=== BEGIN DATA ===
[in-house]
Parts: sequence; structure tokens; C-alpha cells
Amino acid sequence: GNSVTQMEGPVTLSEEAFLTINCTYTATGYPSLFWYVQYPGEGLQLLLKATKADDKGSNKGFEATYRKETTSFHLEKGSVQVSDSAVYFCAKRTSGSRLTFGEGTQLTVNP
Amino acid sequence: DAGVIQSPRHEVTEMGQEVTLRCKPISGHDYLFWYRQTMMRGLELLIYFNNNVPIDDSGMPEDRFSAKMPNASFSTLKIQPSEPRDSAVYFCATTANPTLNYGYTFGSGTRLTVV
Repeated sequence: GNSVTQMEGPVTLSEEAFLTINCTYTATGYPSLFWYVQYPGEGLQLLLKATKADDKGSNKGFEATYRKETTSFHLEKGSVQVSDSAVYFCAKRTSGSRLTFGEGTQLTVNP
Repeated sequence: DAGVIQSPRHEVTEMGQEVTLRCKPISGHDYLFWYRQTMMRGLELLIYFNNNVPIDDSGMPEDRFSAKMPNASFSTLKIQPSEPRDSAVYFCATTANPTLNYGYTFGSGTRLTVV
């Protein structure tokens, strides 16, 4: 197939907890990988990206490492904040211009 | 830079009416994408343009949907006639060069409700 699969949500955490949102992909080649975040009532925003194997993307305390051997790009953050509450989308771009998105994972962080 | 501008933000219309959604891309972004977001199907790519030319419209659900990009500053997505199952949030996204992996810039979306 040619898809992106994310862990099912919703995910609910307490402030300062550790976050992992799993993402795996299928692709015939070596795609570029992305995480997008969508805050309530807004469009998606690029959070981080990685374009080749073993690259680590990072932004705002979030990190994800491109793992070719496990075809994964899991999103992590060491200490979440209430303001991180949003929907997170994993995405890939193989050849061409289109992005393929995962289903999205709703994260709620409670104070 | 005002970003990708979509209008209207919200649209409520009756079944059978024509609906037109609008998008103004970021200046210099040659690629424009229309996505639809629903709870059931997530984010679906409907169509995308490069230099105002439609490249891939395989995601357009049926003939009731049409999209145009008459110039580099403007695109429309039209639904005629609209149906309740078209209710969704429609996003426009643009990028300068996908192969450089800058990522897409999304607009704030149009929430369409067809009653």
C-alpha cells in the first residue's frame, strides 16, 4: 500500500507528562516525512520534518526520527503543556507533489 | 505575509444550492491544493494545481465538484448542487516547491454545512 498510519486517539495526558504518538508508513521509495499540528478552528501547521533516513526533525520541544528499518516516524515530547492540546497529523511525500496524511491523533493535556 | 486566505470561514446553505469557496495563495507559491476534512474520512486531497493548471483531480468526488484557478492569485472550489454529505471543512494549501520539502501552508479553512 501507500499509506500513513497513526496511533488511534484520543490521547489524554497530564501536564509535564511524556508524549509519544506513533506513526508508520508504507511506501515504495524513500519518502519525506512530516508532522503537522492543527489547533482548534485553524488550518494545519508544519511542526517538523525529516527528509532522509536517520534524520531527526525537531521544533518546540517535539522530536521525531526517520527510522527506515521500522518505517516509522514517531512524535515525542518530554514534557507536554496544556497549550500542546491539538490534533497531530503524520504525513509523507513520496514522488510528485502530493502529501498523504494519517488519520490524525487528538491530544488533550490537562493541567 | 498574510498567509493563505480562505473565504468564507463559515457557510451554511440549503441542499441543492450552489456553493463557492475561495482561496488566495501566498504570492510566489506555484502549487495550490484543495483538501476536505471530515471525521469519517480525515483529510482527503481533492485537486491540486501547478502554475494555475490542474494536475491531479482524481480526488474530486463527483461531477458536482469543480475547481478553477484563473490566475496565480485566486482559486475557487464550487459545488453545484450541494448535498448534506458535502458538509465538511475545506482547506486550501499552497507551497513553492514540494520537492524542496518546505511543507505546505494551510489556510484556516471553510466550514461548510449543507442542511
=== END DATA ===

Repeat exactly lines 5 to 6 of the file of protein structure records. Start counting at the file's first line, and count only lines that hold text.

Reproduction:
Repeated sequence: GNSVTQMEGPVTLSEEAFLTINCTYTATGYPSLFWYVQYPGEGLQLLLKATKADDKGSNKGFEATYRKETTSFHLEKGSVQVSDSAVYFCAKRTSGSRLTFGEGTQLTVNP
Repeated sequence: DAGVIQSPRHEVTEMGQEVTLRCKPISGHDYLFWYRQTMMRGLELLIYFNNNVPIDDSGMPEDRFSAKMPNASFSTLKIQPSEPRDSAVYFCATTANPTLNYGYTFGSGTRLTVV